At this latitude precipitation in the form of rain or snow is affected by temperature, which has an annual mean of 42E F. Rain has the effect of quickly recharging groundwater and surface water, where snow melt has a gradual effect on surface water hydrology. The average annual precipitation at Hermann, MO (lower watershed), Rolla, MO (east middle watershed), Jerome (middle watershed) Lebanon (west middle watershed), Houston (upper watershed), Marshfield (upper watershed) was 40.35, 41.09, 41.76, 41.37, 42.70, 42.67, respectively, inches over the period 1961-90 (Owenby and Ezell 1992). The arithmetic watershed precipitation mean is 41.66 inches.
US Geological Survey (USGS) water discharge gage stations are shown on Figure Hy01. These stations collect daily water discharge data, and some stations house National Weather Service gage-height meters. The following is a list of the location and period of record of the gage stations.
|Gage Station||Stream||Location||Comment||Period of Record|
|06932000||Little Piney Creek||Lat. 37E54' 35", long. 91E 54' 12" in SW 1/4 SE 1/4 sec. 22, T37N, R9W||located on the left bank at downstream side of bridge on State Highway P and T at Newburg, and 2 miles upstream from Mill Creek.||October 1928 - present|
|06933500||River||located on the left bank at Jerome, MO, 0.5 miles downstream from Little Piney Creek, and at river mile 107.||January 1923 - present|
|06934000||Gasconade River||Lat. 38E23' 20", long. 91E49' 15" in SE 1/4 sec. 16, T41N, R8W||located downstream side of State Highway 89 Bridge, 100 feet downstream from Brush Creek slough, 800 feet upstream from Swan Creek, and 4 miles east of Rich Fountain.||1921-1959 and October 1986 - present|
|06928440 (water quality)||Roubidoux Creek||Lat. 37E49' 30", long. 92E11' 53" NE 1/4 NW 1/4 sec 25, T36N, R12W||at Waynesville||1993- present|
|06927800||Osage Fork, Gasconade River at Drynob||no longer active||1962-81|
|06928200||Laquey Branch near Hazelgreen||no longer active||1958-72|
|06928500||Gasconade River near Waynesville||no longer active||1914-71|
|06928000||Gasconade River near Hazlegreen||no longer active||1928-71|
Numerous inactive surface water-quality stations are listed in the Water Resources Data of Missouri (United States Geological Survey 1998).
Using information derived from 7.5" topographic maps by Funk (1968), permanent and intermittent stream reaches within the Gasconade River watershed were tabulated (Table Hy01). The USGS defines perennial or permanent streams as those having water 12 months of the year during normal precipitation. According to Funk (1968), out of 271 total stream miles, the main stem Gasconade River watershed has 263 permanent stream miles capable of supporting angling. Third Creek, Roubidoux Creek, and Little Piney Creek have several miles of intermittent pools. Roubidoux Creek has several miles of losing stream segments, giving this stream approximately 25 miles of intermittent pools.
With increasing precipitation, monthly mean stream discharge rates climb in the late fall to early winter, followed by a March to May increase. Averaged over the 75-year period of record of the Gasconade River, April has the largest mean discharge rate of 4,682 CFS (Figure 11). It was this same month that the maximum mean discharge rate of 20,450 CFS was set in 1945. June was also a month of high discharge, having a maximum mean discharge of 18,500 CFS. The decay portion of the monthly mean discharge is known as the summer recession. At this time the 7-day low flows are recorded as discussed below. Groundwater storage is the major supply for river flow during the summer recession.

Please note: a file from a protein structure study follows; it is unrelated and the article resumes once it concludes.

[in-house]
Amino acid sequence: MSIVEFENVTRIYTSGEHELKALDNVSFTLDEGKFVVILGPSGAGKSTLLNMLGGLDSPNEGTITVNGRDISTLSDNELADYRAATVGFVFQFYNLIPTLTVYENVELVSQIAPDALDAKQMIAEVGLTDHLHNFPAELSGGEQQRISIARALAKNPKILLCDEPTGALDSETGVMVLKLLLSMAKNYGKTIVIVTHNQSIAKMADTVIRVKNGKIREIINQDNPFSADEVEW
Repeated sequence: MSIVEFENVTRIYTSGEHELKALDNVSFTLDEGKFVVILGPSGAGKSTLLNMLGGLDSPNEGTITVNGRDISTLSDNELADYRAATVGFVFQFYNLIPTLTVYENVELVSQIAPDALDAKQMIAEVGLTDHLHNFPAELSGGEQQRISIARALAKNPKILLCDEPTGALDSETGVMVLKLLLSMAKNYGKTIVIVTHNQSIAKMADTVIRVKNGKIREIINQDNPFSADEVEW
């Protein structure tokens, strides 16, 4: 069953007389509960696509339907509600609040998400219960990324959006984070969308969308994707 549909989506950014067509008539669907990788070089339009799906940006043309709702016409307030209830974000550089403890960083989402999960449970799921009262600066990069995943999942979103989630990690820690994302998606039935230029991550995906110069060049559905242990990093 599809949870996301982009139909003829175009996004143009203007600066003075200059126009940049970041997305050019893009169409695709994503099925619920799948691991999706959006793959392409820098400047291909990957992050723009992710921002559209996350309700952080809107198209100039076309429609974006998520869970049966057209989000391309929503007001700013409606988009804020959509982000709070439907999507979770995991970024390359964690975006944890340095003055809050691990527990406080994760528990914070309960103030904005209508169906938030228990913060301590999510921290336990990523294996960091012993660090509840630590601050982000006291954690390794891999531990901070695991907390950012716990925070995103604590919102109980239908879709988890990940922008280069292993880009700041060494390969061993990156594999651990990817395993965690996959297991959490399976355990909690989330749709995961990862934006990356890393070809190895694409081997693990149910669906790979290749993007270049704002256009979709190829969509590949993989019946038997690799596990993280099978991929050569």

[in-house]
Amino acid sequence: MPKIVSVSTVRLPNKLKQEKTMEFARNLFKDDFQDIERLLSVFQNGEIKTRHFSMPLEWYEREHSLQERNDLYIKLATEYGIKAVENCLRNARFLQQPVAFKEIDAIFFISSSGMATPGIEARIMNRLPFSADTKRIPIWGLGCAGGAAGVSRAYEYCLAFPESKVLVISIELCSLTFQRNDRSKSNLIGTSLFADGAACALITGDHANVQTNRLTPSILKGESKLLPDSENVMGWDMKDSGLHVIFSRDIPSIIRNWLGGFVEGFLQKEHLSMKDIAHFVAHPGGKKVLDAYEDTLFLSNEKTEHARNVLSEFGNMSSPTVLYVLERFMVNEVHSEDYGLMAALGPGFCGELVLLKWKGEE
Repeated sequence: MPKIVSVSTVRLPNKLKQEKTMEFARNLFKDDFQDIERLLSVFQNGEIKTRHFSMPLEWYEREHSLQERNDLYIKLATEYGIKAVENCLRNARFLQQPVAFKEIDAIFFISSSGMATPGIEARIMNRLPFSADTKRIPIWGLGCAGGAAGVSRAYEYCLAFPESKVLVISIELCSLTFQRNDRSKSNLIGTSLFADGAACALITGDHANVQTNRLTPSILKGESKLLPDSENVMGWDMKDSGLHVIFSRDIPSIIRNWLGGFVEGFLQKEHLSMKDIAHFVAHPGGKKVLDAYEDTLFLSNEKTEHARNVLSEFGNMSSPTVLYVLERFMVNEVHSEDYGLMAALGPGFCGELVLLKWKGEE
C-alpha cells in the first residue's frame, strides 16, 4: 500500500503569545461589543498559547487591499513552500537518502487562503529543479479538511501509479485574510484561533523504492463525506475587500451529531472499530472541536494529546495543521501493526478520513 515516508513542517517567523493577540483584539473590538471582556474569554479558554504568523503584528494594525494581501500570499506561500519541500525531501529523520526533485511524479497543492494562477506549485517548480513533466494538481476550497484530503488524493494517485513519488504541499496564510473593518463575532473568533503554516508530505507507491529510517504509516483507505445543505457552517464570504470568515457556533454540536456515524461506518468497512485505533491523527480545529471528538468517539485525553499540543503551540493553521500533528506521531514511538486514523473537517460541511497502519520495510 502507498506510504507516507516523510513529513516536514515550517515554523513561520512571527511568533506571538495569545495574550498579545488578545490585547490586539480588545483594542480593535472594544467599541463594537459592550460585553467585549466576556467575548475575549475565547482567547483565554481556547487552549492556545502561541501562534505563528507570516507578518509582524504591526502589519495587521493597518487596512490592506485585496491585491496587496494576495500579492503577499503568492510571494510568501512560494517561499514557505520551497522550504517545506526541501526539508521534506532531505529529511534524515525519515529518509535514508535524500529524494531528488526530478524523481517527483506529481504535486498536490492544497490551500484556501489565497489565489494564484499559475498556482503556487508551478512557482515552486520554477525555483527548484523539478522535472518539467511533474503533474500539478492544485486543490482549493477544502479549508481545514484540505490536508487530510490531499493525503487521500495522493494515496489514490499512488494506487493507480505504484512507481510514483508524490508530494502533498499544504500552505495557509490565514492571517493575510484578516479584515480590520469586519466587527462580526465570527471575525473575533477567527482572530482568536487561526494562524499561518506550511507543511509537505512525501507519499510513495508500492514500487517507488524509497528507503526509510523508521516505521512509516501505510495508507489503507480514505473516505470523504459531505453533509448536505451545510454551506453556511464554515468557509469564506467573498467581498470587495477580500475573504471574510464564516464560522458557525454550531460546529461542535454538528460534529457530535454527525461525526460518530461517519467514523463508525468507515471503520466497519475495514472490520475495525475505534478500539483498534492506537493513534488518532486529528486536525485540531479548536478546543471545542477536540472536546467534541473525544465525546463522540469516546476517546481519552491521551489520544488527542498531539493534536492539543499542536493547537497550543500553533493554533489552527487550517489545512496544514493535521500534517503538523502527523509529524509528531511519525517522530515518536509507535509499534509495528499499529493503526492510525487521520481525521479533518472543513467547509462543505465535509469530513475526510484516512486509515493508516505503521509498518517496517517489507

Over the period of record of 75 years, the annual mean discharge, averaged over the 12 months, was 2,663 CFS. The highest recorded annual mean discharge, set in the flood year of 1985, was 6,491 CFS, and the lowest mean discharge, 544 CFS, was recorded in 1954.
Although many factors affected surface runoff in the Gasconade River, an obvious major contributor was precipitation patterns. From smaller to larger catchment, annual surface runoff was 11.22, 12.94, and 13.3 inches over the period of record at the Newburg, Jerome, and Rich Fountain gages, representing an approximate drainage area of 199, 2,840, and 3,180 mi2, respectively. The average annual precipitation for the years 1961-90 was approximately 41 inches/year (Owenby and Ezell 1992).
A 3-year moving average of precipitation (inches) at Jerome, Missouri over the 1960-96 period of record provided a method of smoothing the data to help in pattern recognition. Precipitation for the 1960-96 period of record indicated that the winter seasons and growing seasons (April to November), as defined by the SCS Wright County Soil Survey, had year to year cyclic patterns (Figure Hy02). Overall, linear regression of winter season precipitation and the growing season precipitation over this period revealed a slight decline in winter season precipitation but no growing season precipitation change. No data were collected for certain years. For example, the USGS surface runoff data in Figure Hy03 was missing the 1985 precipitation peak, a flood event.
Figure Hy03 depicts the seasonal relationship of precipitation and surface runoff and the importance of vegetation to lessen the quantity of surface precipitation runoff. The beginning of the growing season has elevated rainfall and runoff. With the growth of vegetation, surface runoff declined only to raise with water uptake reduction by plants and the resistance to over-land water flow in late fall.
The linear regression lines provided a baseline to compare average year-to-year precipitation and runoff patterns (Figure Hy02 and Hy04). During the 1960s to the early 1980s, average precipitation intensified in the growing season and declined during the winter season. A pattern that appears normal. On the contrary, a pattern of increasing precipitation in the 1970s during the winter season (Figure Hy02) directly influenced the high surface runoff during this period (Figure Hy04). This winter pattern could be detrimental to soil integrity as soil erosion is influenced by surface runoff rates. While winter precipitation showed a general decline, linear regression of mean surface runoff is increasing steadily.